The Caribbean and Pacific regions are partnering to push back against the latest round of threats to the coconut industry. In August, a Harvard University Epidemiology professor said her research shows that coconut oil is ‘pure poison.’
It was a blow to a sector that has taken previous beatings and was enjoying a respite.
Caribbean agriculture officials say however that they will not sit idly by, amid efforts to derail the coconut industry once again. They are ready to fight back.
“Let’s not fool ourselves. I do not believe that Coca Cola and Pepsi would be making the kind of investments that they are making in coconut water if it was not a good thing and we have it right here on our doorsteps. We have the opportunity to make it part of our patrimony,” says Barton Clarke, the Executive Director of the Caribbean Agricultural Research and Development Institute (CARDI).
Clarke says the Region’s Coconut Industry can survive various attacks, but must be adequately prepared. He believes that this preparation can only come through collaboration.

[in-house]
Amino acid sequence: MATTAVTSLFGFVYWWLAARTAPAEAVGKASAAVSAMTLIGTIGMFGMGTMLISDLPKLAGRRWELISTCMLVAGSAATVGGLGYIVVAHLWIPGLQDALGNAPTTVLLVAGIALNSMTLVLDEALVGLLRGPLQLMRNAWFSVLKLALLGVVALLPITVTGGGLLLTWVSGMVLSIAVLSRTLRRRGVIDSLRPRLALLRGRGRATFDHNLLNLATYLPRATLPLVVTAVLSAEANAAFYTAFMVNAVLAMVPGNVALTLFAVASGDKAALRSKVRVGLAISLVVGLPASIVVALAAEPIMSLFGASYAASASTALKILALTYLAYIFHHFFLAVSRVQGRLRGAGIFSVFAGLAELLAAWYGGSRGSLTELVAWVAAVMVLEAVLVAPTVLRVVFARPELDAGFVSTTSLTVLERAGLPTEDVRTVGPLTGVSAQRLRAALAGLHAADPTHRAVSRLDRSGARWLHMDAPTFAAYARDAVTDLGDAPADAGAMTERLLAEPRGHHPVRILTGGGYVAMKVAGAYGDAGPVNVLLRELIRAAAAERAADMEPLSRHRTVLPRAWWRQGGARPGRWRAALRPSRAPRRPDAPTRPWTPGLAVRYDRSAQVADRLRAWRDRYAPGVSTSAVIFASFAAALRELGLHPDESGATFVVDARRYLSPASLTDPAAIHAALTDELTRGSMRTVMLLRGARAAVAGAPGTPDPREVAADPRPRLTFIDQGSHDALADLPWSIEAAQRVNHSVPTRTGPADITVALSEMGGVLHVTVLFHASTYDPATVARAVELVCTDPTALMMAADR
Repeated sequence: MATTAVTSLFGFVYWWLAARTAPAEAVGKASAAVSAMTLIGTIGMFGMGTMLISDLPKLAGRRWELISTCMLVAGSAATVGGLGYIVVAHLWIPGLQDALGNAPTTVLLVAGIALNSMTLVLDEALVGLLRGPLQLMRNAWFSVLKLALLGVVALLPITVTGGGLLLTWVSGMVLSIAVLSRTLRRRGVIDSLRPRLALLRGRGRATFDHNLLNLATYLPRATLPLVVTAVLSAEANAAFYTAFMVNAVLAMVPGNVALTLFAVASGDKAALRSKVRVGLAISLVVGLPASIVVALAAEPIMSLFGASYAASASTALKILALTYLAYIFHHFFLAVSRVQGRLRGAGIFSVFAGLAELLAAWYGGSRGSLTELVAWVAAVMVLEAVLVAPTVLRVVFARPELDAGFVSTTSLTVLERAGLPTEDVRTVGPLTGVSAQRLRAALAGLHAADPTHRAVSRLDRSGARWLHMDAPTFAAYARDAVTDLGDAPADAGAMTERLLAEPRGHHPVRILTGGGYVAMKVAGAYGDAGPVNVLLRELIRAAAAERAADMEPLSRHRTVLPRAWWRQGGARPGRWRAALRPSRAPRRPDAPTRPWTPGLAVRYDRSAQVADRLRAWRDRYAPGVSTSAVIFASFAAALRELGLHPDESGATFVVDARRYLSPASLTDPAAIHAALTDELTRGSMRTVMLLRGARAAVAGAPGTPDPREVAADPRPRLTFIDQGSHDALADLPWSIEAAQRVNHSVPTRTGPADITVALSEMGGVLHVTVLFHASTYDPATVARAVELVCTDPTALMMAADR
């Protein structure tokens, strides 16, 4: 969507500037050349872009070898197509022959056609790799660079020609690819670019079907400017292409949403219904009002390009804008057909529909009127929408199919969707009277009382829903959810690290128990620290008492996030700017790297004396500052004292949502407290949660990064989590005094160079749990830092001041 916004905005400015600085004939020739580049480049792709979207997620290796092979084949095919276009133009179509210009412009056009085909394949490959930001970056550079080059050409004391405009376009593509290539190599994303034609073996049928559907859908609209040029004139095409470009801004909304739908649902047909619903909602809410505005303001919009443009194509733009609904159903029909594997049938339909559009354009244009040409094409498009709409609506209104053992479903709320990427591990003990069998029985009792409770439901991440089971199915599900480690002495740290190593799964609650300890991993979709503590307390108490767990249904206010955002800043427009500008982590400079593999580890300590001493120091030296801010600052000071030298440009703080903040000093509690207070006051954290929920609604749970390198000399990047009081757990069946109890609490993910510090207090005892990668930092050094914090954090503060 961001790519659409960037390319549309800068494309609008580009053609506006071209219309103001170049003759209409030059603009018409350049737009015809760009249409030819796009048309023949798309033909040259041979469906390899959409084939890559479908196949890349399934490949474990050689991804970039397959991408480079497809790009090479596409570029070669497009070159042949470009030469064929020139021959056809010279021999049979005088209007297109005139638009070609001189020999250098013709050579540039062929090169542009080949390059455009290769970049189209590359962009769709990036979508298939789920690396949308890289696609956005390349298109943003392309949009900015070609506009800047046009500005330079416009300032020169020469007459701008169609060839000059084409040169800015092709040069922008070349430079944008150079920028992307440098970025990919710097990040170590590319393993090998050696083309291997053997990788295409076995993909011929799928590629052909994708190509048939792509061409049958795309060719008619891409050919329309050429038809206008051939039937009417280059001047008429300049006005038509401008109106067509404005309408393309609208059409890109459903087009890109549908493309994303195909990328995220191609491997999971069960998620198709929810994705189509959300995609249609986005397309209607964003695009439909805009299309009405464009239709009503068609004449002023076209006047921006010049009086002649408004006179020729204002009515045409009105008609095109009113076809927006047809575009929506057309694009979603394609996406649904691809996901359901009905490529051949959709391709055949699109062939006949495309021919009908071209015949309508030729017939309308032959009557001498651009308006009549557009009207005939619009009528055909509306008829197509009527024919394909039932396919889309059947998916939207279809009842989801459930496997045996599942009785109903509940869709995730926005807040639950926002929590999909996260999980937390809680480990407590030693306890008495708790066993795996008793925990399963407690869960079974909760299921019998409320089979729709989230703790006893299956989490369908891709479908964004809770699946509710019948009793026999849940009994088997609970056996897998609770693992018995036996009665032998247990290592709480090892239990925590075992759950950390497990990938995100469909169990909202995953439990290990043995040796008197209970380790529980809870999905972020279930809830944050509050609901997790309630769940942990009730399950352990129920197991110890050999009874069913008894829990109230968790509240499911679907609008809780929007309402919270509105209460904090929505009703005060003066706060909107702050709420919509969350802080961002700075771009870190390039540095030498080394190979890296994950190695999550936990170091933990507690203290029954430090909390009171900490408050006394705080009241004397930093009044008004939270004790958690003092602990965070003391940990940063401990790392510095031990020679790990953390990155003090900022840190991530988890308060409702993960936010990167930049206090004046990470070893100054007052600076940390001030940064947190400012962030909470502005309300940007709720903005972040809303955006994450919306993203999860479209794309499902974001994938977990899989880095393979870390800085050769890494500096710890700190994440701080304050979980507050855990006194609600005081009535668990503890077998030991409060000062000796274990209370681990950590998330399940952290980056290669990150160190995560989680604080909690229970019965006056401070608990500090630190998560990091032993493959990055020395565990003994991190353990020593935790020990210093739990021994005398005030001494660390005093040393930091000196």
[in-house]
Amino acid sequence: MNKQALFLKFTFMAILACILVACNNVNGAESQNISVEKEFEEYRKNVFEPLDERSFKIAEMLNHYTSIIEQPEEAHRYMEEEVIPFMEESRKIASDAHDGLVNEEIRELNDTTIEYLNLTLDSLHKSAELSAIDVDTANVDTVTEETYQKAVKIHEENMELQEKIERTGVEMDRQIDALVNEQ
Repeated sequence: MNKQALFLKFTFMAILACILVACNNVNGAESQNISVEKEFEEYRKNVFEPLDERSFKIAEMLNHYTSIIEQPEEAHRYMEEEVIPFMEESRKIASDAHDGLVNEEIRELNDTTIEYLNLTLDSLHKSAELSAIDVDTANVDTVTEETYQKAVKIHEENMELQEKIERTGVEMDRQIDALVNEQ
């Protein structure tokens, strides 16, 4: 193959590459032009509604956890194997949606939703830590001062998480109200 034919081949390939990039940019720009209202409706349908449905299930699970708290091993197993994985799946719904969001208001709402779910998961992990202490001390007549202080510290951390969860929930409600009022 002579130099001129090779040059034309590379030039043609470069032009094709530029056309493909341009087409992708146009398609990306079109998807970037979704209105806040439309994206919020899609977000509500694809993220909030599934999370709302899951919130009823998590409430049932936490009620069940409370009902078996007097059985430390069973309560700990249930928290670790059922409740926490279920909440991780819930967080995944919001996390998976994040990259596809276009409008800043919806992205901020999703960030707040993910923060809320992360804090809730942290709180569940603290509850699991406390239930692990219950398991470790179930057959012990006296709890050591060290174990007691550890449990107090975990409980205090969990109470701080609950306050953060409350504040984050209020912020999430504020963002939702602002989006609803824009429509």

“Pushing back means we have to join the lobby. There’s a pact that we have established with our colleagues in the Pacific. There’s a parallel project going on in the Pacific, supported with finance from the European Union. We met last week in Brussels. We need to join their lobby. Get the right partners. Engage with the ministries of health, the universities, the physicians, the laboratories, so that we do our own studies and say yes, this is good,” he said.
The CARDI Head says the Region cannot afford another full on attack on the coconut industry.
“We’re in talks with the Caribbean Public Health Agency and the University of the West Indies Mona Campus, because too much is at stake for us to just sit back and say because it is Harvard we need to accept it. No. We are scientists as well and we need to allow the science to speak the truth.”
CARDI hosted a special coconut symposium at Caribbean Week in Agriculture, that explored climate change, risk, disaster management and strategies moving forward.
Barton says the goal is to restore the coconut industry to its glory days, when it was part of the fabric of life in the Caribbean.